Risky lifestyles and apps go hand in hand

Scott Redmond, Online Editor

Hang on for a minute...we're trying to find some more stories you might like.

Email This Story

Life is full of risks and choices that have to be made without knowing the outcomes, but technology has opened the door with a variety of new apps that have the potential to ease the risks and make choices easier.

No longer do consenting adults have to wonder if they’re taking a risk of catching a pesky sexually transmitted disease should they choose to hook up. MedXSafe, a feature of the MedXCom app, allows users to just bump phones to check for those STD’s.

The app feature allows two users to bump their phones and automatically exchange a photo, email address, telephone number and their STD status as long as they have given permission to their physician and the physician has subscribed to MedXCom’s physician service that comes with a fee, according to MedXCom’s website.

“I think it’s an invasion of privacy,” said Kathy Tran, 19, a biology major. “I think people should disclose to you if they want you to know where they are at or their personal information and you shouldn’t get that information through apps.”

While Tran is cautious about the use of apps like MedXSafe, others see the possible virtue in their use.

“It makes everything more convenient,” said Ahmadullah Moughuddim, 20, a business management major. “Sometimes it might start problems too, but I mean with the good there is the bad. It’s like mo money, mo problems.”

MedXSafe is just one of many newer uses for phone and tablet applications that have sprung up in recent times.

DrinkTracker is another app, one that keeps track of your blood alcohol content when drinking.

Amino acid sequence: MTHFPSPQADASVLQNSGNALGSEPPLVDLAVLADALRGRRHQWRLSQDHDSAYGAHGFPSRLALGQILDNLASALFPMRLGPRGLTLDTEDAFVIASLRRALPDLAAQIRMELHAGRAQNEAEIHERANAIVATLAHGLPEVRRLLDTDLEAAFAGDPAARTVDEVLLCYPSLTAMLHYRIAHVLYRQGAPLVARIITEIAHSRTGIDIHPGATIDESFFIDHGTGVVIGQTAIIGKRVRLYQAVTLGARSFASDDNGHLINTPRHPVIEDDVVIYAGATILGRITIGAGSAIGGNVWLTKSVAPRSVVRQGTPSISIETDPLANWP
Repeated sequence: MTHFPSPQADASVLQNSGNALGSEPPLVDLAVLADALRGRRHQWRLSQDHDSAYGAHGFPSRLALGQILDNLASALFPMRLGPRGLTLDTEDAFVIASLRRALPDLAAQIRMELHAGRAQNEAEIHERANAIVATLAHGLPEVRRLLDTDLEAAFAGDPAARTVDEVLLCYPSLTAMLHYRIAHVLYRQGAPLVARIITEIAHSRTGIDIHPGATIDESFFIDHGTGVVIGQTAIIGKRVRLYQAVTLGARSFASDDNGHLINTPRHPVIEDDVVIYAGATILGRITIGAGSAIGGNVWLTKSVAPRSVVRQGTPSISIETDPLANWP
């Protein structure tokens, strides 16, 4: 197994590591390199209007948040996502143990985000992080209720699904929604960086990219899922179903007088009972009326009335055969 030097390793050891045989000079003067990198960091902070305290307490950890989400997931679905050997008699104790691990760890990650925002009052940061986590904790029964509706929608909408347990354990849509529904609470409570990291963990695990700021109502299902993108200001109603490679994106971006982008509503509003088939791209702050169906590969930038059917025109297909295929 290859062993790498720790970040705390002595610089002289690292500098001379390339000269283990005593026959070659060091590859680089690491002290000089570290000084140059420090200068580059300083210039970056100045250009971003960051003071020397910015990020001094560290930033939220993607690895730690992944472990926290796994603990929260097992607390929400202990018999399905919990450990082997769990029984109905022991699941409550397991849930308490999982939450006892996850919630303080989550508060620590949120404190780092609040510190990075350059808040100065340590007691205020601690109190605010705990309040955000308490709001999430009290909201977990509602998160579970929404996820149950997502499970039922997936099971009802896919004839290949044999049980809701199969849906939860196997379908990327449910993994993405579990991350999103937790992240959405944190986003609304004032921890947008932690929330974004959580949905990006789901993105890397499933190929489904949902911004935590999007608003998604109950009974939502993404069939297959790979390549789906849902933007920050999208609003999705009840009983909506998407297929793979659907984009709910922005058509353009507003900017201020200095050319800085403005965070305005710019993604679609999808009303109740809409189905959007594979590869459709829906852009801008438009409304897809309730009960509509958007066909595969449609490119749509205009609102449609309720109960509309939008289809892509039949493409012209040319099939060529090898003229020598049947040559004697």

If DrinkTracker shows you’ve had too many drinks during that search for a companion and you’re lacking a designated driver, then Cab4me has you covered.

With this new app, anyone can find a cab when they really need one. The app starts you off with a map to find your approximate pickup location and the nearest taxi stands in your area before you switch over to the call tab to get a list of local companies, according to their website.

“I guess they could be useful and could help,” said 20-year-old film and media studies major Evan Apollnio. “But overall I just think it’s kind of crazy that someone actually came up with that idea. They probably just want to find out things the quickest way possible.”

Should that night out lead to finding a disease free companion and things take a more serious turn, another app has got your back if it’s time to think of children.

Ovuline is the brainchild of a Boston man that allows users to share information they collect through the app, which then uses algorithms to make predictions about when a woman is ovulating, according to a report through CBSBoston.

If the Ovuline app works for you and you want to make sure you’re eating healthy while pregnant or getting healthy food for someone that is pregnant you can get Fooducate, an app that lets you know the nutrition facts of food.

While each and every app listed has it’s uses and has the potential to change the way people live their lives, Tran isn’t sure that is a good thing.

“I think we’re becoming really reliant on apps and technology and that it’s just kind of taking over our world,” Tran said. “I think the advances of technology are really amazing but what it kind of does to us as humans and how we function, how we’re so dependent on it, I think it’s not good.”

Print Friendly, PDF & Email